A great way to introduce your horse to obstacles is to use plastic barrels. Lay two barrels on the ground end-to-end with a 6-foot gap between them. Position one barrel against a fence so the horse can’t run out on that side.
1. Before sending the horse over or through any obstacle, always get him used to the obstacle by sending him between you and it on as many sides of it as you can. It’s a little test: If you can’t get your horse to go between you and the object, you’re never going to get him to go over it or through it. Stand about 10 feet away from the barrels, and send the horse between you and the obstacle, keeping your feet still. Yield his hindquarters and have him turn to face you. Then send him between you and the barrels again. Practice this until the horse is comfortable walking or trotting between you and the barrels. Do this on all three sides of the barrels.
2. Stand at the end of barrel closest to the middle of the arena to block the horse from trying to run out the side. Then, using Approach and Retreat, send the horse between the barrels. At first, when you send the horse up to the barrels, he’ll probably stop and try to back away from them because he’s unsure of the situation. The trick is to stop him before he wants to stop. That way, stopping is always your idea. If you think he’s going to stop in nine steps, stop him in eight steps. Then back him away from the barrels. Ask him to go forward toward the barrels again, and before he stops, back him away. Each time you send him forward toward the barrels, try to get him to come a little closer to them.
SUCCESS TIP: If your horse wants to smell or investigate the obstacle, let him. Horses sometimes need to perform their own safety check of an object before they’re comfortable with it.
3. As the horse gets comfortable going between the gap, gradually push the barrels closer together, making the gap smaller. Eventually, he’ll have no choice but to jump over the barrels. You’ll know the horse is comfortable going through the gap when you can point with the lead rope and he’ll come forward without hesitation and calmly walk or trot through.
4. Don’t act like a predator. If the horse comes up to the barrels, hesitates and is leaning forward, right on the verge of going over, do the opposite of what you’d like to do (put more pressure on him) and instead back him away. Don’t try to force him over, just wait for him to find the answer. The timing of when you apply pressure is critical. Never pressure the horse when he is investigating the obstacle or thinking about going over it. Instead, if your horse is reluctant to go over the barrels, apply pressure with the stick and string when he’s away from them. That’ll create energy in his feet so that his momentum will carry him over the barrels.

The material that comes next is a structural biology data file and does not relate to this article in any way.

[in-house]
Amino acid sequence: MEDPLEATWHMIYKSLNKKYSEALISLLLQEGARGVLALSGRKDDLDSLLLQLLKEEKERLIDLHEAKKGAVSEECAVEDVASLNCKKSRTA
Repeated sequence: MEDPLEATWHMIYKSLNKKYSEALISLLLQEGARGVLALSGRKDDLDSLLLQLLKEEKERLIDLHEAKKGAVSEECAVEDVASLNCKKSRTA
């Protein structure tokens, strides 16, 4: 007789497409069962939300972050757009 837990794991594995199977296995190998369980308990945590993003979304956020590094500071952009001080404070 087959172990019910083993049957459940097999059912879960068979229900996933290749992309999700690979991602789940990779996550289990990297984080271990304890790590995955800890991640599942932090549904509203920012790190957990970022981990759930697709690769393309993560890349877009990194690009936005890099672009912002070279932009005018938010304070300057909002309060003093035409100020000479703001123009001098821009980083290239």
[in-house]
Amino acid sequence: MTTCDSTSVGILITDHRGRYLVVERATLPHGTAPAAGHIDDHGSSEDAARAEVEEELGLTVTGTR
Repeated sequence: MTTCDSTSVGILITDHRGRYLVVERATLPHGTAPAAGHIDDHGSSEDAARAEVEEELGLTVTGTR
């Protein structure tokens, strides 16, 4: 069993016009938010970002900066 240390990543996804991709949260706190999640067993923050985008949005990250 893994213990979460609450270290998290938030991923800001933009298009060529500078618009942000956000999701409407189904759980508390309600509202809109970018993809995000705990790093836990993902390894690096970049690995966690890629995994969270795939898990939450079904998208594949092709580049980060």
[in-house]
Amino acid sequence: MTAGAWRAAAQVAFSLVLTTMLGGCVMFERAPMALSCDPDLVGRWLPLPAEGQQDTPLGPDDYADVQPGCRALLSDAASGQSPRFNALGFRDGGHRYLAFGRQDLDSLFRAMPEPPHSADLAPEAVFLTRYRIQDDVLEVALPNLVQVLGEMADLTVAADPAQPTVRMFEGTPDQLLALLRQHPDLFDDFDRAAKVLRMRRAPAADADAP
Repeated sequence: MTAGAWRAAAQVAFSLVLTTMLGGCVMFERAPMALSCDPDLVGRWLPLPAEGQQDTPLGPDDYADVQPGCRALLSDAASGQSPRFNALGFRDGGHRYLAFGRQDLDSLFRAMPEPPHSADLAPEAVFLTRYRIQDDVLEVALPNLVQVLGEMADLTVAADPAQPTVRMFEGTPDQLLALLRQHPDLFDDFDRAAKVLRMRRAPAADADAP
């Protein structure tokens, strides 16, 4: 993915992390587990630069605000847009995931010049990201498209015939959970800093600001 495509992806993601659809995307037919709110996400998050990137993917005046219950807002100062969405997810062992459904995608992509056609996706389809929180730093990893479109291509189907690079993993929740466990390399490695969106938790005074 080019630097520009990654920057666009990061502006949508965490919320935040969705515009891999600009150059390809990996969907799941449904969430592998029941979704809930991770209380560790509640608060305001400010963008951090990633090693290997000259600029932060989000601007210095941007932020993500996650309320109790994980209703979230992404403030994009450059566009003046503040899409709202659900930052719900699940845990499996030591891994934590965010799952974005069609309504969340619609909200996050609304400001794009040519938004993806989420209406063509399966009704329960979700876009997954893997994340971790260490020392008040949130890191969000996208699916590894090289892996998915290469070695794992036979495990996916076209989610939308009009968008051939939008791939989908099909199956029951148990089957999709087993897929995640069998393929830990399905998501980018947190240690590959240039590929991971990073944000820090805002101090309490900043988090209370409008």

5. Once the horse is jumping the barrels, keep him lunging a circle in one direction. Let him get comfortable jumping the barrels on one side before you ask him to do it on the other side.
If your horse hasn’t jumped before, don’t be surprised if he over exaggerates the jump. Once he’s comfortable with the obstacle, he’ll realize that he doesn’t need to jump 4 feet in the air to clear it. It’s common for horses to get excited when you ask them to do something new. Your horse might pull on the lead rope a little bit and run around the circle fast; just give him a chance to relax and settle down.
6. When your horse is confident jumping the barrels from either direction, send him back and forth over the barrels. You can make the barrels spookier by laying a tarp over the top of them, painting them, etc. The greatest asset you have in training horses is your imagination. The more creative you can be in your training, the better your horse will perform and the more he will enjoy his work.
Clinician Clinton Anderson owns and operates Downunder Horsemanship in Stephenville, Texas. www.downunderhorsemanship.com
This article originally appeared in the August 2015 issue of Horse Illustrated magazine. Click here to subscribe!